I love my students

by Corey Robin on April 9, 2016

We talk a lot on this blog about pedagogy and other issues related to classroom instruction in the academy. I don’t often participate in those discussions, though I read them avidly, with great interest and appreciation. I suppose it’s because the issues raised there sometimes seem a bit removed from what I encounter at CUNY.  But I posted this post last night on my blog, and spurred on by an appreciative tweet from Henry, I thought I’d share it here. Teaching’s not always like this at CUNY, but it often is. I remember my first semester at Brooklyn College, teaching a nighttime seminar on liberalism and constitutional law. I’ll never forget, about an hour after the class had ended, I walked by the classroom on my way home and there were three students—one from Nigeria, one from Eastern Europe, and one who was African American—still arguing over some passage from On Liberty. It sounds like something out of a movie, and the truth is, it often feels that way. More than 15 years later, I still sometimes fantasize that I’m teaching the next generation of the New York Intellectuals. Only instead of them being the children of East European Jews, they’re from the Caribbean, West Africa, Palestine, Yemen, Turkmenistan. They’re black, they’re Latina, they’re Muslim, they’re working class, they’re Orthodox Jewish, and they come from everywhere.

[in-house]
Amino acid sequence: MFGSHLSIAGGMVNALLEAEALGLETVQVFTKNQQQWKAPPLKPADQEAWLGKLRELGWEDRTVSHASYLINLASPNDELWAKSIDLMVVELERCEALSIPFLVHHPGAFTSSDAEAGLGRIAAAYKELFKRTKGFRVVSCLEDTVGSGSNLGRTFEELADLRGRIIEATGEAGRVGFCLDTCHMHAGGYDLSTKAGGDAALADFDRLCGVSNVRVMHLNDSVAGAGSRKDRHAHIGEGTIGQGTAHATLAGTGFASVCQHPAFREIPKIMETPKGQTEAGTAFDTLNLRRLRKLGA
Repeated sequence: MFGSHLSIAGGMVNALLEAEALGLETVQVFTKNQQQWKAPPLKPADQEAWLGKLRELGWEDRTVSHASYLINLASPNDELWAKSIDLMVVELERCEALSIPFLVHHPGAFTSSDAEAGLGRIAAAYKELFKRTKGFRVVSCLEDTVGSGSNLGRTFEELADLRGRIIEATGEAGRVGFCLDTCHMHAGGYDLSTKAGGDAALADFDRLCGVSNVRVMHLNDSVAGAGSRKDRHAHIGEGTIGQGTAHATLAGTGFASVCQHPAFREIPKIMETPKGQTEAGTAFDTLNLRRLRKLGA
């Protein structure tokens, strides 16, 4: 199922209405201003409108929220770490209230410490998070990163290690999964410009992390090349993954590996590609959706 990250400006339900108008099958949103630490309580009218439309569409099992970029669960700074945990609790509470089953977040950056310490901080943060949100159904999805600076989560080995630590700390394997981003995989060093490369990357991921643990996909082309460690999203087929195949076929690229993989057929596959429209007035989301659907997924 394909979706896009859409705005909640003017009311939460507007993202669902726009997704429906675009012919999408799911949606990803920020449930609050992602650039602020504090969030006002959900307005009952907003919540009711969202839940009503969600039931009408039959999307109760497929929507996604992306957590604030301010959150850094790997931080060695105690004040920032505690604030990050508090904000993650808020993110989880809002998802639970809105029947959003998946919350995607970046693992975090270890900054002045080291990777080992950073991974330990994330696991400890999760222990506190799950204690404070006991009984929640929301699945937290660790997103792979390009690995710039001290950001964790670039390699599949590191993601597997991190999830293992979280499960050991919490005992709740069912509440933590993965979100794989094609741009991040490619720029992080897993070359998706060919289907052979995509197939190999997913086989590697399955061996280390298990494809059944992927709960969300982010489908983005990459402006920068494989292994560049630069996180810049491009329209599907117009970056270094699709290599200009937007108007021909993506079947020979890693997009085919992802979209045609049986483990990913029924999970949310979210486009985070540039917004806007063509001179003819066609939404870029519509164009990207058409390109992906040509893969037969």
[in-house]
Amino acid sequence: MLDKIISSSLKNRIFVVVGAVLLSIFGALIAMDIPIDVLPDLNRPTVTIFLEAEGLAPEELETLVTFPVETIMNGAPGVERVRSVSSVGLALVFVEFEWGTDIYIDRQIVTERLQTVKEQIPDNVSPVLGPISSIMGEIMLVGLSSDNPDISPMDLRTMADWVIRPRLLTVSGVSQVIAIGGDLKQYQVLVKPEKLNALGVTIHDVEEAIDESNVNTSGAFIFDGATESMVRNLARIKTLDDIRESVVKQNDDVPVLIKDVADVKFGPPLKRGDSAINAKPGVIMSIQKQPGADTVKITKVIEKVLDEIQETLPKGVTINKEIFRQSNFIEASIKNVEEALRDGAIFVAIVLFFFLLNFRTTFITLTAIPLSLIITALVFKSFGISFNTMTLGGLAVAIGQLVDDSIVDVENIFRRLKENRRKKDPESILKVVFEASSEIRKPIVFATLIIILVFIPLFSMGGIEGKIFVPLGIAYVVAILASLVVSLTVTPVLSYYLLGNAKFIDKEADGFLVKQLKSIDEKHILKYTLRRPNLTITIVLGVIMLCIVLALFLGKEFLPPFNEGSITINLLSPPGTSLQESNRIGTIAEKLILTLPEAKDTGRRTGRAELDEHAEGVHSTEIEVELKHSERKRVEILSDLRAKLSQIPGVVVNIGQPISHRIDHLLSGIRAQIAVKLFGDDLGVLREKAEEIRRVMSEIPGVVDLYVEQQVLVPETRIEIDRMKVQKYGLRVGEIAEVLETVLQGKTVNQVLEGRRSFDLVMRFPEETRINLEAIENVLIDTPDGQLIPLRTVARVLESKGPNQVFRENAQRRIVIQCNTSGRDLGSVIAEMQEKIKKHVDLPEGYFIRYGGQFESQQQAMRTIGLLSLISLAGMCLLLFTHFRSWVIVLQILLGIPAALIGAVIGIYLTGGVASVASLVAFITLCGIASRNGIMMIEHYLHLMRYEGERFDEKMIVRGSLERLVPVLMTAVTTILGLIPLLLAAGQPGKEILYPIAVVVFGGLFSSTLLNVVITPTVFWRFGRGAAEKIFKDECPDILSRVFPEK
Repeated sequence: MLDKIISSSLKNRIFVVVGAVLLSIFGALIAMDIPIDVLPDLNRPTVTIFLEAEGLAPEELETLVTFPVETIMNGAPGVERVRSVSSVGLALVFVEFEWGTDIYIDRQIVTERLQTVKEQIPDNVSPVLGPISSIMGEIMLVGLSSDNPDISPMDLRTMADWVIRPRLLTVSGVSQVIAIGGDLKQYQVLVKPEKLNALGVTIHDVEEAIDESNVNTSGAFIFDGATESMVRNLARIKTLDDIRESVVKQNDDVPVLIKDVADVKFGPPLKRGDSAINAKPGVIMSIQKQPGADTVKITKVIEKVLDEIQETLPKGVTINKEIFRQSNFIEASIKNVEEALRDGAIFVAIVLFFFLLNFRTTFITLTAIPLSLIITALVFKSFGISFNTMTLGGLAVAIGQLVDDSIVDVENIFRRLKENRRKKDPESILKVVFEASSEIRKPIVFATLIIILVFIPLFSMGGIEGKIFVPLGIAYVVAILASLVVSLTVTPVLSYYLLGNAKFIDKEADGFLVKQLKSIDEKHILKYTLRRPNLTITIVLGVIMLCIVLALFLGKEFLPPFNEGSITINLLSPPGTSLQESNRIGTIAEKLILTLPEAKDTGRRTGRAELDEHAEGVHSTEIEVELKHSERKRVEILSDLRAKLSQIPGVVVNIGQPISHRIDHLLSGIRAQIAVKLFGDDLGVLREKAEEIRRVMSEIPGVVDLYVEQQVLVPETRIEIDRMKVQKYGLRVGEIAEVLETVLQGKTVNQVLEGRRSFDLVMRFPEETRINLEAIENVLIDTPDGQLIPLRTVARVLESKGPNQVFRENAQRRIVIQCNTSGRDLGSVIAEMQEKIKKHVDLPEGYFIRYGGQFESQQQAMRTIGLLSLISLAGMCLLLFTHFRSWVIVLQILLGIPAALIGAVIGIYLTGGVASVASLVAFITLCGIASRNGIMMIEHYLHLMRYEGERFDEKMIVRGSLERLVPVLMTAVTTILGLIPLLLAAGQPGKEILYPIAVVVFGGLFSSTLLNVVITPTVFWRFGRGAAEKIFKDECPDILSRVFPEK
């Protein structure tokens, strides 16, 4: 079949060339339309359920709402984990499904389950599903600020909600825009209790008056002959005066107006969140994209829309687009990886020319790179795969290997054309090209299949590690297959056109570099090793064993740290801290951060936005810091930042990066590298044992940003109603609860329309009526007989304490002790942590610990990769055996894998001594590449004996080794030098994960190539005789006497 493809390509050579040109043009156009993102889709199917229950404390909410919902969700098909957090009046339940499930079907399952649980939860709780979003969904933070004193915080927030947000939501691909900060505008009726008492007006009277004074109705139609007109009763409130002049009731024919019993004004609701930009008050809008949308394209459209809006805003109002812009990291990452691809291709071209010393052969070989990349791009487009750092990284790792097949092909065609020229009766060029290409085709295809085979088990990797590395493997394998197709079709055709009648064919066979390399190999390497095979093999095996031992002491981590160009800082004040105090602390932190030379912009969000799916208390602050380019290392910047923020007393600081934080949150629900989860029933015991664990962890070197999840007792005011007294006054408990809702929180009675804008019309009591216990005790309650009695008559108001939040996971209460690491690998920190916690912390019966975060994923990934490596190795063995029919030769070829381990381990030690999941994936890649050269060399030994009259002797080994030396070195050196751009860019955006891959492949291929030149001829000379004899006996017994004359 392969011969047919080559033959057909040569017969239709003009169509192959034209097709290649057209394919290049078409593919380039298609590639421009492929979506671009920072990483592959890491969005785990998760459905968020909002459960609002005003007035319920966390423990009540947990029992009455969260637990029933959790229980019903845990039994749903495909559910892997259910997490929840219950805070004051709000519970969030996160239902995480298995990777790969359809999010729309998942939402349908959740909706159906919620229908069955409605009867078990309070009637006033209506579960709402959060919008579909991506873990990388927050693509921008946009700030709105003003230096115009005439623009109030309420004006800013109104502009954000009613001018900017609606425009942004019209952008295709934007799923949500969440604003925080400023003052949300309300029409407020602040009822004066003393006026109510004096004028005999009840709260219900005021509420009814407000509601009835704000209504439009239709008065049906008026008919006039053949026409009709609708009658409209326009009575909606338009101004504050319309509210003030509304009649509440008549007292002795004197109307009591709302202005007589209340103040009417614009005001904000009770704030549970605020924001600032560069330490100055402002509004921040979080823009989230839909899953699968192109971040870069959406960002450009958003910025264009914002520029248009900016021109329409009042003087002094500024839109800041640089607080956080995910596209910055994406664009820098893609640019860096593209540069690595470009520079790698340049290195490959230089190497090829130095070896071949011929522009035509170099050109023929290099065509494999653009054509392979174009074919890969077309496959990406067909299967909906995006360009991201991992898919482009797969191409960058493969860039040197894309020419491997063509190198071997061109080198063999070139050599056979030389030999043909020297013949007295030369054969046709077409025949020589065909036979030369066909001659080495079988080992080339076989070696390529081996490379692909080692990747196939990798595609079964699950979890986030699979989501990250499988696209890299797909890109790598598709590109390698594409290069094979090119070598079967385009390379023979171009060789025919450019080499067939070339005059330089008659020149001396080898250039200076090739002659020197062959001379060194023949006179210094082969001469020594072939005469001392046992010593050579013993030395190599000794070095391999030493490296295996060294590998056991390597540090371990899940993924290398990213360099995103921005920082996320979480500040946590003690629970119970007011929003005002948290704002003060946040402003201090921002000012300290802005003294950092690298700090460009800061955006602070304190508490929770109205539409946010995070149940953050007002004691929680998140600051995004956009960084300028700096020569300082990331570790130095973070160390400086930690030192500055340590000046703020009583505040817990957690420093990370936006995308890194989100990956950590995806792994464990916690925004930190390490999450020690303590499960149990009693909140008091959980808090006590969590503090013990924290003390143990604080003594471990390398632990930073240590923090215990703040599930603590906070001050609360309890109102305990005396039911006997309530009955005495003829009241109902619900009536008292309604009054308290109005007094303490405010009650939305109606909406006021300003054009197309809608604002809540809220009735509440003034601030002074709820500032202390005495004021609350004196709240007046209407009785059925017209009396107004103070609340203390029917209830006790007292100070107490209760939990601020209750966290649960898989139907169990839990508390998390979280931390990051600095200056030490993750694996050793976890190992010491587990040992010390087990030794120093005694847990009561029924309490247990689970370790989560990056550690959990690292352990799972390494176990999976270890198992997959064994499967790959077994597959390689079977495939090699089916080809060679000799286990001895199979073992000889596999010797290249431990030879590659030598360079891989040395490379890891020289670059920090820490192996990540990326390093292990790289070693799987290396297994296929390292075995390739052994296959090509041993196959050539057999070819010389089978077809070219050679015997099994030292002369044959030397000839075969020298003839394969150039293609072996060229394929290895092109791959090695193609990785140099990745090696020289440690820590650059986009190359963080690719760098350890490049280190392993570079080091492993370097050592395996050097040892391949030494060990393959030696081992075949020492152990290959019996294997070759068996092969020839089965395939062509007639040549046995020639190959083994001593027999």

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I’m not one of those professors who says, “I love my students,” but…I love my students. [click to continue…]